School safety bill wins final passage in Kentucky
FRANKFORT, Ky. (AP) — Kentucky lawmakers gave final approval Thursday to a school safety bill intended to boost police protection and counseling in response to a shooting more than a year ago that killed two students at a western Kentucky high school.
In a show of bipartisanship on lawmakers’ top priority, the state Senate voted 37-0 to send the bill to Gov. Matt Bevin. A day earlier, the measure cleared the House on a 96-3 vote.
“This is a great example of us working together, both parties, the House and the Senate on a top priority,” Republican Sen. C.B. Embry Jr. said before the bill’s final passage. “What can be more important than the safety of our schoolchildren?”
The bill sets new goals, including seeking police officers in every school and at least one counselor for every 250 students. But it comes with no money, so school districts won’t be able to comply right away. But Republican budget leaders in both chambers have vowed to provide the money next year, despite not knowing how much it might cost or where the money will come from.
“I have full faith and confidence in this chamber and the chamber down the hall that we will make this a top priority as we come back into next session to deal with the funding mechanism,” said Republican Sen. Sen. Max Wise, the bill’s lead sponsor.
Leaders in both GOP-dominated chambers had designated school safety as the priority for this year’s legislative session. Senate President Robert Stivers said Thursday that a statewide assessment is needed to determine the funding needs to carry out the bill’s goals.
“You cannot appropriate to something you don’t know what the price tag is yet and what the need is,” Stivers said.
The legislation is in response to the Jan. 23, 2018, shooting at Marshall County High School in western Kentucky. Two 15-year-old students, Bailey Holt and Preston Cope, were killed. More than a dozen others were injured.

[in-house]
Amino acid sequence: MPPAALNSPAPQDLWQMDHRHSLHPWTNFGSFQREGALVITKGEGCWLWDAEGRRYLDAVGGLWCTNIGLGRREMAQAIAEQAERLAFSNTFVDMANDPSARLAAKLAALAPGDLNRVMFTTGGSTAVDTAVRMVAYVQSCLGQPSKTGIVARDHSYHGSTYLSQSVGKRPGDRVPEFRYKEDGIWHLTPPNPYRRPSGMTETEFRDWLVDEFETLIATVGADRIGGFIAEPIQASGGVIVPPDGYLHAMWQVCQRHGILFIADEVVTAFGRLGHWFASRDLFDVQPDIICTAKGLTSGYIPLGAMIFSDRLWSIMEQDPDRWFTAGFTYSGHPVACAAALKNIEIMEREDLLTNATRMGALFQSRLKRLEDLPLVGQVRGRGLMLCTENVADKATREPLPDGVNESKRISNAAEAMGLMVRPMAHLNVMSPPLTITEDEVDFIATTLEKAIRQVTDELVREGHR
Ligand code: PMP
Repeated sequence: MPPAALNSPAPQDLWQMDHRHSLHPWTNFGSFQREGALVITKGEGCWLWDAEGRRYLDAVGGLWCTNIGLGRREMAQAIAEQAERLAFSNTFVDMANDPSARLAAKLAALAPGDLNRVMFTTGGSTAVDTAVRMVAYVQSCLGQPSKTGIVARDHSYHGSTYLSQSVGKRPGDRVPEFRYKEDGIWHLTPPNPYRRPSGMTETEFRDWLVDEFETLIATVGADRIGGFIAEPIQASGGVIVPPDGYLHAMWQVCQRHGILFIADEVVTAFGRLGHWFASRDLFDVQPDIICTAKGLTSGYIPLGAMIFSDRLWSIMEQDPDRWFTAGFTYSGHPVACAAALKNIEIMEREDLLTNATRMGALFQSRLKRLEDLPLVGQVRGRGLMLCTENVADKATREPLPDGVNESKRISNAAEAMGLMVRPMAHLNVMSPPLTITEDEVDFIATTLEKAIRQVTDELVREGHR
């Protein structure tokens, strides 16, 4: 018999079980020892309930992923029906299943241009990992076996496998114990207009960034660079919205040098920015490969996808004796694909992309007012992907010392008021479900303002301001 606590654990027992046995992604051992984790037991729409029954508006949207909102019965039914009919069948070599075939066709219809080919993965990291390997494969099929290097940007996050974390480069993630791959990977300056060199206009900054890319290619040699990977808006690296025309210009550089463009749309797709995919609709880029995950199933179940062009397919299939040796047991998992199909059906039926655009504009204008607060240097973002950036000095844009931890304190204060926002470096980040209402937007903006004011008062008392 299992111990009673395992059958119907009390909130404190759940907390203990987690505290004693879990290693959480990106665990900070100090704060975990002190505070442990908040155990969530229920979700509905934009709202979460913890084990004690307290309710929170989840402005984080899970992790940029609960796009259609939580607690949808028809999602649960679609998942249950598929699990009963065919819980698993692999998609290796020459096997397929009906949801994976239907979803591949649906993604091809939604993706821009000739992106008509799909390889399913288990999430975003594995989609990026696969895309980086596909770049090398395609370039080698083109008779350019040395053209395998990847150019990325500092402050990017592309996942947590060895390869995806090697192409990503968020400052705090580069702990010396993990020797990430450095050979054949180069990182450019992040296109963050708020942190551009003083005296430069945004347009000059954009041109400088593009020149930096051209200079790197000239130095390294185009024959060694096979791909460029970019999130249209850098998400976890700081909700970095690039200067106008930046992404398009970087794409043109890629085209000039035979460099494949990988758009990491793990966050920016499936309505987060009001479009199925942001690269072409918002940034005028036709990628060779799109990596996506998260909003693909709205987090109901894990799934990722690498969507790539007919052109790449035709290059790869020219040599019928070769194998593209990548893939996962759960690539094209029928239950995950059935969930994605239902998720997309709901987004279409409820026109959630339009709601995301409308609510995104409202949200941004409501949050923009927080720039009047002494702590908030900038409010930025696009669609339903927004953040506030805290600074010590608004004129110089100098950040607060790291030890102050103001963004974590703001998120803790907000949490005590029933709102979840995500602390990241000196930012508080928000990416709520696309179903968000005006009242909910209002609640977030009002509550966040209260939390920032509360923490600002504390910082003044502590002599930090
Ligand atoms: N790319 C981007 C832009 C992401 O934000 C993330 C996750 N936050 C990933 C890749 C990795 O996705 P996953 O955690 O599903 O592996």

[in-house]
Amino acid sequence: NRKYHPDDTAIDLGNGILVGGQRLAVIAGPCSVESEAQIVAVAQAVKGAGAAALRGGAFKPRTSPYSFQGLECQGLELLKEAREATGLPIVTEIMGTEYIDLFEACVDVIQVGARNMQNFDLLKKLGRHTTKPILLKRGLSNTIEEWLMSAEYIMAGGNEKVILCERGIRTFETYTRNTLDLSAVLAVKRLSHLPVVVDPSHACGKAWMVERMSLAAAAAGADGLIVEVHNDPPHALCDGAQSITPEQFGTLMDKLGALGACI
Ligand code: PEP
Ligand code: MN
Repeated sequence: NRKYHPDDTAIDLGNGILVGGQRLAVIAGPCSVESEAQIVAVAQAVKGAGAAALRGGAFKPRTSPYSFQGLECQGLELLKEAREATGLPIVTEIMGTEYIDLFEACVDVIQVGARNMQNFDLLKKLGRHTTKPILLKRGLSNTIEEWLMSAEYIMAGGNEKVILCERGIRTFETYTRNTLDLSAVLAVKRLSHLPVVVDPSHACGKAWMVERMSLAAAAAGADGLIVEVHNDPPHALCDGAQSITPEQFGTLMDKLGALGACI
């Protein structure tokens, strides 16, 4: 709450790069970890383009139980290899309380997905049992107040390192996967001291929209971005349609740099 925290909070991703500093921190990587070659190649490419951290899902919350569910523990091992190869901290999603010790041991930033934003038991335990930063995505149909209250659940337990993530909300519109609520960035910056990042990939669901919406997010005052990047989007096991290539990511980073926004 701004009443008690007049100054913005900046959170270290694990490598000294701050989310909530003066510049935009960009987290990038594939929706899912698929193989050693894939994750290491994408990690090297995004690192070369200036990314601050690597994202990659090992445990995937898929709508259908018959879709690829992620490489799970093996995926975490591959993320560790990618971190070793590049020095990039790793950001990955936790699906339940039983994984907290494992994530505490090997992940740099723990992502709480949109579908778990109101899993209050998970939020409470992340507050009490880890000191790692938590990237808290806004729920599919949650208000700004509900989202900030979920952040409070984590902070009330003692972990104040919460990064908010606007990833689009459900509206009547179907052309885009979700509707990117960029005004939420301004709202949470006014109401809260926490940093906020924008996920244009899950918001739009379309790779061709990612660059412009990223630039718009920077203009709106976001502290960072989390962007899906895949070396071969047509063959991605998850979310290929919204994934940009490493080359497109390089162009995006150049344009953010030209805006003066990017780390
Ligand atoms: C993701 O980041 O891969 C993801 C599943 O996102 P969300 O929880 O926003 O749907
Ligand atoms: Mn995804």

Marshall County schools Superintendent Trent Lovett on Thursday praised the legislature’s work on school safety as a “big step in the right direction.”
Lovett said in a phone interview that he’s confident lawmakers will make school safety a funding priority next year when they craft a new two-year state budget.
Since the shooting in Marshall County, the school district has installed eight metal detectors at the high school plus two each for the districts’ two middle schools, Lovett said. The district hired four additional school resource officers and two mental health counselors. They also banned backpacks at the high school and middle schools.
The Marshall County school shooting happened just a few weeks before a gunman killed 17 students at Marjory Stoneman Douglas High School in Parkland, Florida. That shooting prompted a public outcry for gun control, with students from the Florida school leading the charge.
The Florida legislature responded by raising the gun-buying age to 21 and imposing a three-day waiting period for purchases. Florida lawmakers also allowed police to ask a judge for permission to seize guns from people deemed to pose a threat to the community.
But in Kentucky, which like Florida is dominated by Republican lawmakers, gun control was never part of the proposal. This legislative session, Kentucky lawmakers are taking steps to loosen gun laws. A House committee this week voted to advance a bill that would let anyone 21 and older carry a concealed gun without a license. That bill has already passed the state Senate.
A bipartisan special committee of Kentucky lawmakers spent nearly a year discussing potential school safety legislation with stakeholders. They settled on the legislation that focuses heavily on training school officials for how to plan for and respond to mass shootings.
The legislation created new positions, including a state school security marshal, and ordered school districts to designate school safety coordinators. And it sets a goal of each school district having at least one counselor for every 250 students by 2021.
The parents of the two slain Kentucky students enthusiastically supported the bill. They recently urged lawmakers to pass it during emotional testimony before a legislative committee. Brian Cope, Preston Cope’s father, said their next step is to press lawmakers for funding next year.
“We will be fighting until I have my last breath,” Cope told reporters at the time.
The legislation is Senate Bill 1.